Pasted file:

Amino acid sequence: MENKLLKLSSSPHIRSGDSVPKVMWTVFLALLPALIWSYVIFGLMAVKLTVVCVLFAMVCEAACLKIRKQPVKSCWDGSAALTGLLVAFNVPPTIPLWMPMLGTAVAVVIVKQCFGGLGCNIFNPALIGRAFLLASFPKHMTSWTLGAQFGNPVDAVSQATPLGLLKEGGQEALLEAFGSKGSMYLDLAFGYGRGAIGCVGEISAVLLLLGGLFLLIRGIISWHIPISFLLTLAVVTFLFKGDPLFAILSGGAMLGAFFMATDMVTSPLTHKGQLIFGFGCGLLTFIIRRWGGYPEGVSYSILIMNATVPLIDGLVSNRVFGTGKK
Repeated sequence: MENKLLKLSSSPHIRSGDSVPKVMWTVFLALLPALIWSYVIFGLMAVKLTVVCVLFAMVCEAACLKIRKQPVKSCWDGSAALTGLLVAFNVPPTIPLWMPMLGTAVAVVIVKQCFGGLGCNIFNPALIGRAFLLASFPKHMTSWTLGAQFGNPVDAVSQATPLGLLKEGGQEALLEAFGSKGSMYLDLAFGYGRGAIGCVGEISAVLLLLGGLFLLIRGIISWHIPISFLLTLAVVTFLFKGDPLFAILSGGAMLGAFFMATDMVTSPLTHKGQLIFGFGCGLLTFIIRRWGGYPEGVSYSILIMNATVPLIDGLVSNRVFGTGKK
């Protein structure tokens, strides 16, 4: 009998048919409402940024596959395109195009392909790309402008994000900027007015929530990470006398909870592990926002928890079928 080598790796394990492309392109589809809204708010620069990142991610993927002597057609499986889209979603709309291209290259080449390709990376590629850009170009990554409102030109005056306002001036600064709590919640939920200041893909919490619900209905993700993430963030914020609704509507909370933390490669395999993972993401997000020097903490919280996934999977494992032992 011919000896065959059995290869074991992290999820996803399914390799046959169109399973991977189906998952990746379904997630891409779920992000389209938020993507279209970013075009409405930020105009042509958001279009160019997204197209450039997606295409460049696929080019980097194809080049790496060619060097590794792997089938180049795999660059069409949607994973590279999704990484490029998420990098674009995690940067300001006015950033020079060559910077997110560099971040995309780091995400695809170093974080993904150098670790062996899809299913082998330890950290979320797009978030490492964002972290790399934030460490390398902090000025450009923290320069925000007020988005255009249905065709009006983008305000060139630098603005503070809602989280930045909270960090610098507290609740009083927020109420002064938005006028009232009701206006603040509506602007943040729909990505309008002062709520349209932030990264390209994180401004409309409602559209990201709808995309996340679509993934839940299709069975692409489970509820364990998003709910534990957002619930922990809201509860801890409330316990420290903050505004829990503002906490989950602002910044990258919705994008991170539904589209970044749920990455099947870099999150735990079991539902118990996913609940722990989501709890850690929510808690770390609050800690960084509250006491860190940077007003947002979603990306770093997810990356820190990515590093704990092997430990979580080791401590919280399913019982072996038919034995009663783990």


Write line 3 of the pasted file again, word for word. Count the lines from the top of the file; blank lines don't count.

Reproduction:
């Protein structure tokens, strides 16, 4: 009998048919409402940024596959395109195009392909790309402008994000900027007015929530990470006398909870592990926002928890079928 080598790796394990492309392109589809809204708010620069990142991610993927002597057609499986889209979603709309291209290259080449390709990376590629850009170009990554409102030109005056306002001036600064709590919640939920200041893909919490619900209905993700993430963030914020609704509507909370933390490669395999993972993401997000020097903490919280996934999977494992032992 011919000896065959059995290869074991992290999820996803399914390799046959169109399973991977189906998952990746379904997630891409779920992000389209938020993507279209970013075009409405930020105009042509958001279009160019997204197209450039997606295409460049696929080019980097194809080049790496060619060097590794792997089938180049795999660059069409949607994973590279999704990484490029998420990098674009995690940067300001006015950033020079060559910077997110560099971040995309780091995400695809170093974080993904150098670790062996899809299913082998330890950290979320797009978030490492964002972290790399934030460490390398902090000025450009923290320069925000007020988005255009249905065709009006983008305000060139630098603005503070809602989280930045909270960090610098507290609740009083927020109420002064938005006028009232009701206006603040509506602007943040729909990505309008002062709520349209932030990264390209994180401004409309409602559209990201709808995309996340679509993934839940299709069975692409489970509820364990998003709910534990957002619930922990809201509860801890409330316990420290903050505004829990503002906490989950602002910044990258919705994008991170539904589209970044749920990455099947870099999150735990079991539902118990996913609940722990989501709890850690929510808690770390609050800690960084509250006491860190940077007003947002979603990306770093997810990356820190990515590093704990092997430990979580080791401590919280399913019982072996038919034995009663783990």